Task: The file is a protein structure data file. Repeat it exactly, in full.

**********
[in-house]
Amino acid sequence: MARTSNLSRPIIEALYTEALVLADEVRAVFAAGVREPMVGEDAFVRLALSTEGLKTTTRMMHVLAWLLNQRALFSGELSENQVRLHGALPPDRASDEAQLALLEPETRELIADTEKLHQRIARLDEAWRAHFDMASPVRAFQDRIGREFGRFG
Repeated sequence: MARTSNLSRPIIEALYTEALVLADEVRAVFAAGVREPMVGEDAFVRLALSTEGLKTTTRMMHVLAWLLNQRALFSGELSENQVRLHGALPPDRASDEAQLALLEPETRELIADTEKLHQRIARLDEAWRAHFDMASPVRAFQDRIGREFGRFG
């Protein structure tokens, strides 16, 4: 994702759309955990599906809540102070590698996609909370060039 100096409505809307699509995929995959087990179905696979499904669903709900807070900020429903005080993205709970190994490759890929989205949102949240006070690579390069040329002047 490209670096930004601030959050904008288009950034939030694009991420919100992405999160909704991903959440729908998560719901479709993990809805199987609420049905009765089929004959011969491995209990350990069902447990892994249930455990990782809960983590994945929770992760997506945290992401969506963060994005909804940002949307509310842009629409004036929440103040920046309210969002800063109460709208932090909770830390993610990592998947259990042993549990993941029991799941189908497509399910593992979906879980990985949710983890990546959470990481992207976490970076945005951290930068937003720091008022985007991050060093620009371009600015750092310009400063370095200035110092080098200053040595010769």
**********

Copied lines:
[in-house]
Amino acid sequence: MARTSNLSRPIIEALYTEALVLADEVRAVFAAGVREPMVGEDAFVRLALSTEGLKTTTRMMHVLAWLLNQRALFSGELSENQVRLHGALPPDRASDEAQLALLEPETRELIADTEKLHQRIARLDEAWRAHFDMASPVRAFQDRIGREFGRFG
Repeated sequence: MARTSNLSRPIIEALYTEALVLADEVRAVFAAGVREPMVGEDAFVRLALSTEGLKTTTRMMHVLAWLLNQRALFSGELSENQVRLHGALPPDRASDEAQLALLEPETRELIADTEKLHQRIARLDEAWRAHFDMASPVRAFQDRIGREFGRFG
């Protein structure tokens, strides 16, 4: 994702759309955990599906809540102070590698996609909370060039 100096409505809307699509995929995959087990179905696979499904669903709900807070900020429903005080993205709970190994490759890929989205949102949240006070690579390069040329002047 490209670096930004601030959050904008288009950034939030694009991420919100992405999160909704991903959440729908998560719901479709993990809805199987609420049905009765089929004959011969491995209990350990069902447990892994249930455990990782809960983590994945929770992760997506945290992401969506963060994005909804940002949307509310842009629409004036929440103040920046309210969002800063109460709208932090909770830390993610990592998947259990042993549990993941029991799941189908497509399910593992979906879980990985949710983890990546959470990481992207976490970076945005951290930068937003720091008022985007991050060093620009371009600015750092310009400063370095200035110092080098200053040595010769």